Video Islamic State Unfazed by Losses in Iraq, Syria

Progress in the U.S.-led effort to beat Islamic State on its home turf in Iraq and Syria has led some to speculate the terror group may be growing desperate. But counterterror officials say that is not the case, and warn the recent spate of terror attacks is merely part of the group’s evolution. VOA National Security correspondent Jeff Seldin has more.

Video Taiwan Looks for Role in South China Sea Dispute

The Taiwanese government is one of several that claims territory in the hotly contested South China Sea, but Taipei has long been sidelined in the dispute, overshadowed by China. Now, as the Philippines challenges Beijing’s claims in an international court at The Hague, Taipei is looking to publicly assert its claims. VOA’s Bill Ide has more from Beijing.

Video Syrian Refugees in US Express Concern for Those Left Behind

Syrian immigrants in the United States are concerned about the negative tide of public opinion and the politicians who want to block a U.S. plan to accept 10,000 Syrian refugees. Zlatica Hoke reports many Americans are fighting to dispel suspicions linking refugees to terrorists.

Video After Paris Attacks, France Steps Up Fight Against IS

The November 13 Paris attacks have drawn increased attention to Syria, where many of the suspected perpetrators are said to have received training. French President Francois Hollande is working to build a broad international coalition to defeat Islamic State in Syria and in Iraq. Zlatica Hoke reports.

Video US, Cambodian Navies Pair Up in Gulf of Thailand

The U.S. Navy has deployed one of its newest and most advanced ships to Cambodia to conduct joint training drills in the Gulf of Thailand. Riding hull-to-hull with Cambodian ships, the seamen of the USS Fort Worth are executing joint-training drills that will help build relations in Southeast Asia. David Boyle reports for VOA from Preah Sihanouk province.

Video Americans Sharpen Focus on Terrorism

Washington will be quieter than usual this week due to the Thanksgiving holiday, even as Americans across the nation register heightened concerns over possible terrorist threats. VOA’s Michael Bowman reports new polling data from ABC News and the Washington Post newspaper show an electorate increasingly focused on security issues after the deadly Islamic State attacks in Paris.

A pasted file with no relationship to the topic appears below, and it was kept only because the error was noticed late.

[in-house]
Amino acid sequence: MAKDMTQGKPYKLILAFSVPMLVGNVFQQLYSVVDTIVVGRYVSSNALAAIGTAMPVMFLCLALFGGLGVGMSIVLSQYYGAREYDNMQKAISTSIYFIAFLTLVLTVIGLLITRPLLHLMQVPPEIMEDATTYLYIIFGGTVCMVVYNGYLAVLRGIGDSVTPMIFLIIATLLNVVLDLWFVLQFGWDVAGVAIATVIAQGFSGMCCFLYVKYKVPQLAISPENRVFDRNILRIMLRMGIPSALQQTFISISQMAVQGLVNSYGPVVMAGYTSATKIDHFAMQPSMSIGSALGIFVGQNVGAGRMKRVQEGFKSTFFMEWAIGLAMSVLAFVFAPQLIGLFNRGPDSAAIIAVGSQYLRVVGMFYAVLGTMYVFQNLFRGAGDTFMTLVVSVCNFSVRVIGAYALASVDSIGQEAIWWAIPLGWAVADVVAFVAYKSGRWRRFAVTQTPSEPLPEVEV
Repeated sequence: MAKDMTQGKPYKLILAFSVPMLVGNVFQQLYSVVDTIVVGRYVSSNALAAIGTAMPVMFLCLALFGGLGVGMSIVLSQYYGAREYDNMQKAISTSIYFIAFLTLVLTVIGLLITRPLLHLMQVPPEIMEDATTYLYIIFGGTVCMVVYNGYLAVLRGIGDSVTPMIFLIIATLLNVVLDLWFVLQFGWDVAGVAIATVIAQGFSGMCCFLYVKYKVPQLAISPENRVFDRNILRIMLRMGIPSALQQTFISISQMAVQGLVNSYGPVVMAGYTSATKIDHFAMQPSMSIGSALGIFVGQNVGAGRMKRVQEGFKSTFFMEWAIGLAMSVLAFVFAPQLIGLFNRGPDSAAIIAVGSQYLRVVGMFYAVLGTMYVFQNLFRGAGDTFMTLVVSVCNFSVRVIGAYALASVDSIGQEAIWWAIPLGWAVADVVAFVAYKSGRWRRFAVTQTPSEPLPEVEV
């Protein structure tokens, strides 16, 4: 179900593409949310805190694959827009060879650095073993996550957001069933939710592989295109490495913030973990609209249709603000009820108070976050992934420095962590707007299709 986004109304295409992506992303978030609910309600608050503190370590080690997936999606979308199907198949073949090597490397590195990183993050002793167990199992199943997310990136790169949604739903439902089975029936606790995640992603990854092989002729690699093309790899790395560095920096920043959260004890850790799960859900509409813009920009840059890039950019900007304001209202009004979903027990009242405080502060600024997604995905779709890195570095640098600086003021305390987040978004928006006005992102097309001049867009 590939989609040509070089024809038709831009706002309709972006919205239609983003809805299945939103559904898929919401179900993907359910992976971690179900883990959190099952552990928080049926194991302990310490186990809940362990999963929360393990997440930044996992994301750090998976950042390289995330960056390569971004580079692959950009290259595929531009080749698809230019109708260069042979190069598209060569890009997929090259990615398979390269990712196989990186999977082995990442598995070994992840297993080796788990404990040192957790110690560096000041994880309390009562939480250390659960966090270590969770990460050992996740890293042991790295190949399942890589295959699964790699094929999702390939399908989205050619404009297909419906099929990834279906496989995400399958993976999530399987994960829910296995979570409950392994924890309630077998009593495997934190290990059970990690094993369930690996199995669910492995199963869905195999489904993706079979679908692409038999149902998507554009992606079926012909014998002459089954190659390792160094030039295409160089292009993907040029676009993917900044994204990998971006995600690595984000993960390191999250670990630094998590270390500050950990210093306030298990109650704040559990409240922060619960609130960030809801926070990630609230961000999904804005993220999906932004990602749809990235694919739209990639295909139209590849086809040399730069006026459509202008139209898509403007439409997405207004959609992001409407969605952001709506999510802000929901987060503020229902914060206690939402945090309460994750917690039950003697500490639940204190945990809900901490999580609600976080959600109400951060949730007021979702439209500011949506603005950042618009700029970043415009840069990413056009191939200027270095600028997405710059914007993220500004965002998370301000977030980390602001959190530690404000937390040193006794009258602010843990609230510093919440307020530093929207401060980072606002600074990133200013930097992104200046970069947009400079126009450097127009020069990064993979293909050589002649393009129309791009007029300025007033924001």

Video World Leaders Head to Paris for Climate Deal

Heads of state from nearly 80 countries are heading to Paris (November 30-December 11) to craft a global climate change agreement. The new accord will replace the Kyoto Protocol on Climate Change that expired in 2012.

Video Uncertain Future for Syrian Refugee Resettlement in Illinois

For the trickle of Syrian refugees finding new homes in the Midwest city of Chicago, the call to end resettlement in many U.S. states is adding another dimension to their long journey fleeing war. Organizations working to help them integrate say the backlash since the Paris attacks is both harming and helping their efforts to provide refugees sanctuary. VOA's Kane Farabaugh reports.

Video Creating Physical Virtual Reality With Tiny Drones

As many computer gamers know, virtual reality is a three-dimensional picture, projected inside special googles. It can fool your brain into thinking the computer world is the real world. But If you try to touch it, it’s not there. Now Canadian researchers say it may be possible to create a physical virtual reality using tiny drones. VOA’s George Putic reports.

Video New American Indian Village Takes Visitors Back in Time

There is precious little opportunity to experience what life was like in the United States before its colonization by European settlers. Now, an American Indian village built in a park outside Washington is taking visitors back in time to experience the way of life of America's indigenous people. Carol Pearson narrates this report from VOA's June Soh.

Video Even With Hometown Liberated, Yazidi Refugees Fear Return

While the northern Iraqi town of Sinjar has been liberated from Islamic State forces, it's not clear whether Yazidi residents who fled the militants will now return home. VOA’s Mahmut Bozarslan talked with Yazidis, a religious and ethnic minority, at a Turkish refugee camp in Diyarbakır. Robert Raffaele narrates his report.

Video Nairobi Tailors Make Pope Francis’ Vestments

To ensure the pope is properly attired during his visit, the Kenya Conference of Catholic Bishops asked the Dolly Craft Sewing Project in the Nairobi slum of Kangemi to make the pope's vestments, the garments he will wear during the various ceremonies. Jill Craig reports.

Video Cross-Border Terrorism Puts Europe’s Passport-Free Travel in Doubt

The fallout from the Islamic State terror attacks in Paris has put the future of Europe’s passport-free travel area, known as the "Schengen Zone," in doubt. Several of the perpetrators were known to intelligence agencies, but were not intercepted. Henry Ridgwell reports from London European ministers are to hold an emergency meeting Friday in Brussels to look at ways of improving security.

Video El Niño Brings Unexpected Fish From Mexico to California

Fish in an unexpected spectrum of sizes, shapes and colors are moving north, through El Niño's warm currents from Mexican waters to the Pacific Ocean off California’s coast. El Nino is the periodic warming of the eastern and central Pacific Ocean. As Faiza Elmasry tells us, this phenomenon thrills scientists and gives anglers the chance of a once-in-a-lifetime big catch. Faith Lapidus narrates.

Video Terrorism in Many Forms Continues to Plague Africa

While the world's attention is on Paris in the wake of Friday night's deadly attacks, terrorism from various sides remains a looming threat in many African countries. Nigerian cities have been targeted this week by attacks many believe were staged by the violent Islamist group Boko Haram. In addition, residents in many regions are forced to flee their homes as they are terrorized by armed militias. Zlatica Hoke reports.

Video Study: Underage Marriage Rate Higher for Females in Pakistan

While attitudes about the societal role of females in Pakistan are evolving, research by child advocacy group Plan International suggests that underage marriage of girls remains a particularly big issue in the country. VOA’s Ayesha Tanzeem reports how such marriages leads to further social problems.

VOA Blogs